The 1st part of Maddy's blog came out last Tuesday 19 May - read part 1
So when it comes to this most unexpected, global pandemic shaped obstacle now getting in the way of normal service, I do actually feel pretty well equipped to cope. Members of our kidney community are totally used to living with health uncertainty and an occasional or perhaps constant sense of physical or psychological isolation from the rest of society. We also have an immeasurable strength and ability formed through adversity, to just keep ploughing on whatever happens. Yes staying home and “just existing” is anathema to me, especially as the rest of society start going out and about again, but on the flip side I know I have coped with so much worse. I know I have already survived periods of months in hospital looking at the same 4 walls, in pain, feeling fear, anxiety and total uncertainty about my future. I have survived hopes and dreams seemingly disappear in a flash, especially around the time of my disastrous failed transplant attempt. When you have been at rock bottom and got through it, the experience can break you but equally it can make you. For me personally it has made it far easier to reconcile to subsequent challenging situations. Learning to constantly reinvent yourself and reframe your expectations is absolutely key.
Over the last couple of months I have been forced to stop measuring the validity of each day by whether I have been on the go 24/7. Slowing right down enough to appreciate the tiny things around me has been a surprising side effect of lockdown. I am alone and far from my family, which can be hard especially with the somewhat mind-numbing repetitiveness of setting up for dialysis nearly every night. It is easy to put off doing the machine until further and further into the small hours, especially when there is no real deadline to be off it and out of the house early each morning. Yet how amazing that I can safely carry out my treatment at home and not have to travel to hospital multiple times a week for it like most people on dialysis. Taking my routine blood tests at home and sending them to the lab by courier is another weight off my mind.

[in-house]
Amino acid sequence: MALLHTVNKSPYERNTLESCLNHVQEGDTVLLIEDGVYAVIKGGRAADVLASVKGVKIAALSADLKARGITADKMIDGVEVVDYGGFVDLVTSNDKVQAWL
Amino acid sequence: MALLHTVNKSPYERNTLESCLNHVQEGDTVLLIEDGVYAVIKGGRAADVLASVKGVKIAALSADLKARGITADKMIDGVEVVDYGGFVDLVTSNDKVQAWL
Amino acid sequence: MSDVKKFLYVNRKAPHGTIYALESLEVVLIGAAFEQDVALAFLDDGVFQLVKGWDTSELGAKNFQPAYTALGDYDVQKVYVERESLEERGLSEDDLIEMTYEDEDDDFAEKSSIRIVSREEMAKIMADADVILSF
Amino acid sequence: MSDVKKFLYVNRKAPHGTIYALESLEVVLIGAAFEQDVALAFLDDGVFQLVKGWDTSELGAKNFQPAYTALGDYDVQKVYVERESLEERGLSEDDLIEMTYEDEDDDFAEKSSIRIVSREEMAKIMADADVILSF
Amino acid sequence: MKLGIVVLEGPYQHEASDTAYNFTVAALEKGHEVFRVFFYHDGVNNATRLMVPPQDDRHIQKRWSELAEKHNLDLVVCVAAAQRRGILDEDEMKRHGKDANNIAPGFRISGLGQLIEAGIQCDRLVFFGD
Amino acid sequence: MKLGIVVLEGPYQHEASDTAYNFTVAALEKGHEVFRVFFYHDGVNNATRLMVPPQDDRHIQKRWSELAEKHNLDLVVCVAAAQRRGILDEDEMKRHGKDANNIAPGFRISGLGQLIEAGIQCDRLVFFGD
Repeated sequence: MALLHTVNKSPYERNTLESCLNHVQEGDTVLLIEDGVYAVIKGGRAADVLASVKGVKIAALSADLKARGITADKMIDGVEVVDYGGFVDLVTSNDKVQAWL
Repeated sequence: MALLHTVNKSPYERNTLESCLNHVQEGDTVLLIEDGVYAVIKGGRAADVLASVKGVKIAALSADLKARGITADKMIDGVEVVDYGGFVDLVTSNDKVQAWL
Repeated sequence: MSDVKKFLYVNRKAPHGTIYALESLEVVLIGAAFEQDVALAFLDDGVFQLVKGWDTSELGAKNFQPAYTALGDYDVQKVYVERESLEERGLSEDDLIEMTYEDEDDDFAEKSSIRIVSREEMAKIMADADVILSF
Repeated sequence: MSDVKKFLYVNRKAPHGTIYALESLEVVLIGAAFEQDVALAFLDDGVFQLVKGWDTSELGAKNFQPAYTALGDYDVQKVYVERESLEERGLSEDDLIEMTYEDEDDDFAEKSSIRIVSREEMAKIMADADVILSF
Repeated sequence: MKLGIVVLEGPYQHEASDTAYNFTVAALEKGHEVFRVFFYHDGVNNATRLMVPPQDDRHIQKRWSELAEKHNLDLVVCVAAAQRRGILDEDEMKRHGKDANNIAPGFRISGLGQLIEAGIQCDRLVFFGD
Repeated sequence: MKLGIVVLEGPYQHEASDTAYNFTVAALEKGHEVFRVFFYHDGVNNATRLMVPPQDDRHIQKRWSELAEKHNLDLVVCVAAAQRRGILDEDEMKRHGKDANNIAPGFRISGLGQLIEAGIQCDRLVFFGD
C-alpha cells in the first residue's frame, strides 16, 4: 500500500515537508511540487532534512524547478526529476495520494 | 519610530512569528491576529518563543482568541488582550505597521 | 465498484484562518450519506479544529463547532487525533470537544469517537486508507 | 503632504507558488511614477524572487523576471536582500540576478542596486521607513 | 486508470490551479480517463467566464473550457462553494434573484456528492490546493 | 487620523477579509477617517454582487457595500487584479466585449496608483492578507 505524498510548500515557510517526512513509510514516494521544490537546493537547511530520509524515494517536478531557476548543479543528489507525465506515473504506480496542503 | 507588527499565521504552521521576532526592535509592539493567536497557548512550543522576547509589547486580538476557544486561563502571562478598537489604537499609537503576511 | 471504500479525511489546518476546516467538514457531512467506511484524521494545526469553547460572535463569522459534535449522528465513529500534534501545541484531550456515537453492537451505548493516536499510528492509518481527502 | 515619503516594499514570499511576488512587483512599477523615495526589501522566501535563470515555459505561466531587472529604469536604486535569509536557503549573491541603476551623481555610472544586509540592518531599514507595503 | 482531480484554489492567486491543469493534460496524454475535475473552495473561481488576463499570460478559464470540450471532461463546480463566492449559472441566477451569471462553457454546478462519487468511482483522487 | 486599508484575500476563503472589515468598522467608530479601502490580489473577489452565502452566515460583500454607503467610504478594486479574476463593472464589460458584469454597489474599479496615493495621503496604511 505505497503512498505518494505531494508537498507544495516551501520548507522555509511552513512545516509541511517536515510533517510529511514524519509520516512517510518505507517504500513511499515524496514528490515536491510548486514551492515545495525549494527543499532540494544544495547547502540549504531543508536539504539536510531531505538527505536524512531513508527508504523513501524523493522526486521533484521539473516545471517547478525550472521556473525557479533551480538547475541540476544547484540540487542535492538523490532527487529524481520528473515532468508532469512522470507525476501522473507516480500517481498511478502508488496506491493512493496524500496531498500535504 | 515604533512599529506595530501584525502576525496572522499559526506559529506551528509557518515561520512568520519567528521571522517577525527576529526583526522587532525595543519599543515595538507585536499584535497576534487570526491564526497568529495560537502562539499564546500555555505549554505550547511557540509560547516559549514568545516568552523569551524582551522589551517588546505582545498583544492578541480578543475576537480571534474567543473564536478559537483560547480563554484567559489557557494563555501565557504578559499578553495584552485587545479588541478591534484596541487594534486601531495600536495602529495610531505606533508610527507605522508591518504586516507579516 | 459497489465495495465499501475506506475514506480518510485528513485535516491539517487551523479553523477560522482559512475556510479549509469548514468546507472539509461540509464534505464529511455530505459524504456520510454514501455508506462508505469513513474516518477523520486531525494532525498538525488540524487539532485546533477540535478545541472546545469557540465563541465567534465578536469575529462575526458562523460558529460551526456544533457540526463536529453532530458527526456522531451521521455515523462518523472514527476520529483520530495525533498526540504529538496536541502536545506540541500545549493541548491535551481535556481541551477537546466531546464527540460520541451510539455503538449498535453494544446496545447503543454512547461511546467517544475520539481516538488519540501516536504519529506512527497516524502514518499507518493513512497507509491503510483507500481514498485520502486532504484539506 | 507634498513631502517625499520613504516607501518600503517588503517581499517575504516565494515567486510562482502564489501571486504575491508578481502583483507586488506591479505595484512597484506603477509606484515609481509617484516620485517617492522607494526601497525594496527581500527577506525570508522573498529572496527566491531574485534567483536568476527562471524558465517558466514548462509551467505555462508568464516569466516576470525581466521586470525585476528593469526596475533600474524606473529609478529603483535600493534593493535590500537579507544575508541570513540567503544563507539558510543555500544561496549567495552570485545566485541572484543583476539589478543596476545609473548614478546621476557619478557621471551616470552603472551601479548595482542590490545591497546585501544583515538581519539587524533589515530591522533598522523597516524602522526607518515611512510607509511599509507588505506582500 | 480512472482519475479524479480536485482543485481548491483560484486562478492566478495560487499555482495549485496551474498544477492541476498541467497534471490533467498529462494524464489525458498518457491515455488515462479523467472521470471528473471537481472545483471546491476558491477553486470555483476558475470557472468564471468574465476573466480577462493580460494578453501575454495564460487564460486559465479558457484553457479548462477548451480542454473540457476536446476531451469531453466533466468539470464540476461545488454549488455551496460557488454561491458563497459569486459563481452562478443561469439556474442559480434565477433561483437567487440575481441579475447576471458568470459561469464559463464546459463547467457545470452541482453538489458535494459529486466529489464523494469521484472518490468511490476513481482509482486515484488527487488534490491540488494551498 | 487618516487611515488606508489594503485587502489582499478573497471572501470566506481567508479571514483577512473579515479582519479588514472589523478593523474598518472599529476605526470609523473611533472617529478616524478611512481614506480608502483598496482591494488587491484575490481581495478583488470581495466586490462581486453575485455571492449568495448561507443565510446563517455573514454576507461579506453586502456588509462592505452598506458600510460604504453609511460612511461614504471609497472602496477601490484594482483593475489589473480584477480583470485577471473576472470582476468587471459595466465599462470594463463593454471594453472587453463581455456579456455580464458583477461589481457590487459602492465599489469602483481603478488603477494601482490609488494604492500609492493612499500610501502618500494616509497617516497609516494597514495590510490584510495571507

For once in my adult life I am entirely in my own company and quiet enough to stop, breathe and observe.
For once in my adult life I am entirely in my own company and quiet enough to stop, breathe and observe. The beauty and overwhelming abundance of spring, tiny birds building nests, buds becoming blossom, lush greenery bursting into life, the passing moods in the sky of fire, brightness, shifting colours at all times of day and night – these have become enriching moments which I previously wouldn’t have even noticed. It’s possible to be thankful for almost anything if you try and see the positive in it. Living in a very rural area is another thing that I am so very grateful for right now as I can still get outside and go walking in splendid isolation, unlike many who are shielding entirely within their home in order to stay safe.
Like most of us I have found my own ways to get through this. The first couple of weeks serendipitously coincided with a little gang of orphan lambs from a nearby farm that needed bottle feeding – the most heartwarming and joyful experience that I would have missed out on entirely if I was out at work all day.
The extra time I have saved from not travelling for work has not yet extended to me tidying or de-cluttering the house – oops – but it has enabled me to get fitter than ever, working out every day in my living room trying all sorts of online classes and rediscovering my absolute love for dance, which means I will definitely be going back to dance classes when things settle down. Plus who knew that solo raving in your house to all sorts of top DJs broadcasting from their kitchens could be so fun without spending a penny, or that if you really do stick to doing yoga and Pilates daily it does dramatically change your body over time?This yoga routine is far from Instagram worthy - in my PJs with unbrushed hair on the living room floor, fending off Archie the cat, battling a dodgy Zoom connection and avoiding kicking the clothes dryer in my tiny flat. But I feel stronger, more flexible and more physically healthy, which has gone a long way to supporting my mental state. Somehow despite being completely alone I have felt more emotionally connected than possibly ever before to those I care about and to what is really important.